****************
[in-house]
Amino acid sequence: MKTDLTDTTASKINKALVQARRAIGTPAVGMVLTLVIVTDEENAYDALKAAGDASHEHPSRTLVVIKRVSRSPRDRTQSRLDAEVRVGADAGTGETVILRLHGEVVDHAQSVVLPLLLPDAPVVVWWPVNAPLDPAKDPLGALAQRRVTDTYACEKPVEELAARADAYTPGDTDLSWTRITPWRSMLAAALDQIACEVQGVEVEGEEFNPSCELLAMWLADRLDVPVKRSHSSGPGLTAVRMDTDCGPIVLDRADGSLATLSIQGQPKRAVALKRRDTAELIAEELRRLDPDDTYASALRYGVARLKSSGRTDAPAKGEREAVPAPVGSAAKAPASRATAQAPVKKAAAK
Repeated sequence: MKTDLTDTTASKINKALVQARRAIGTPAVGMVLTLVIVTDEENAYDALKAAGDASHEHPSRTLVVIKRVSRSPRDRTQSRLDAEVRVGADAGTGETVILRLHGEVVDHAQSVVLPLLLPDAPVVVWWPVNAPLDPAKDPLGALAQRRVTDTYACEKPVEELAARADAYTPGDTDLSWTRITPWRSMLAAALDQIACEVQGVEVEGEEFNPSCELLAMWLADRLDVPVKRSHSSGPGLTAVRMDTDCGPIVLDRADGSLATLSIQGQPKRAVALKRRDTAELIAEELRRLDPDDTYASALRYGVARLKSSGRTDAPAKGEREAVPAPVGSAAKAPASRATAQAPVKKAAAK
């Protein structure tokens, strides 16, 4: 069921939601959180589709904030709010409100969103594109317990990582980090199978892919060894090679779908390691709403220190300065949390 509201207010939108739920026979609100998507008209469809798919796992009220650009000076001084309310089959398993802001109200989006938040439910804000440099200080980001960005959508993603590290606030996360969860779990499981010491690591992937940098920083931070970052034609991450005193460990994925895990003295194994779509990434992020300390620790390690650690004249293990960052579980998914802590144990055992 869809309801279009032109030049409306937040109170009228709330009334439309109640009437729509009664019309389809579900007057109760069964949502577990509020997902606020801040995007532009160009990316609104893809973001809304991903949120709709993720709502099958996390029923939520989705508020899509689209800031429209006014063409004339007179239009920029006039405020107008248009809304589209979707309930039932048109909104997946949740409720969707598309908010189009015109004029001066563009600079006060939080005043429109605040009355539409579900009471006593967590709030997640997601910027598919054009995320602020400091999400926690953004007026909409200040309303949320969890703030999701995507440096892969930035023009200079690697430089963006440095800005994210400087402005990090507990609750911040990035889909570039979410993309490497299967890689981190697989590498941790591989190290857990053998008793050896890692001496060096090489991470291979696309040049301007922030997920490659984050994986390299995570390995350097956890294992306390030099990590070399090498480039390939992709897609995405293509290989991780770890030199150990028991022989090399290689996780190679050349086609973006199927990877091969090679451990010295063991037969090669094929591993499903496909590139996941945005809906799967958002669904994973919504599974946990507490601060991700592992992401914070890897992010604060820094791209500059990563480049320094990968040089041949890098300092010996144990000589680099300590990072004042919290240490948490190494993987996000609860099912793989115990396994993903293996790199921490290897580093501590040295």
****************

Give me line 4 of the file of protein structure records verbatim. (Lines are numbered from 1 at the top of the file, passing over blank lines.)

């Protein structure tokens, strides 16, 4: 069921939601959180589709904030709010409100969103594109317990990582980090199978892919060894090679779908390691709403220190300065949390 509201207010939108739920026979609100998507008209469809798919796992009220650009000076001084309310089959398993802001109200989006938040439910804000440099200080980001960005959508993603590290606030996360969860779990499981010491690591992937940098920083931070970052034609991450005193460990994925895990003295194994779509990434992020300390620790390690650690004249293990960052579980998914802590144990055992 869809309801279009032109030049409306937040109170009228709330009334439309109640009437729509009664019309389809579900007057109760069964949502577990509020997902606020801040995007532009160009990316609104893809973001809304991903949120709709993720709502099958996390029923939520989705508020899509689209800031429209006014063409004339007179239009920029006039405020107008248009809304589209979707309930039932048109909104997946949740409720969707598309908010189009015109004029001066563009600079006060939080005043429109605040009355539409579900009471006593967590709030997640997601910027598919054009995320602020400091999400926690953004007026909409200040309303949320969890703030999701995507440096892969930035023009200079690697430089963006440095800005994210400087402005990090507990609750911040990035889909570039979410993309490497299967890689981190697989590498941790591989190290857990053998008793050896890692001496060096090489991470291979696309040049301007922030997920490659984050994986390299995570390995350097956890294992306390030099990590070399090498480039390939992709897609995405293509290989991780770890030199150990028991022989090399290689996780190679050349086609973006199927990877091969090679451990010295063991037969090669094929591993499903496909590139996941945005809906799967958002669904994973919504599974946990507490601060991700592992992401914070890897992010604060820094791209500059990563480049320094990968040089041949890098300092010996144990000589680099300590990072004042919290240490948490190494993987996000609860099912793989115990396994993903293996790199921490290897580093501590040295």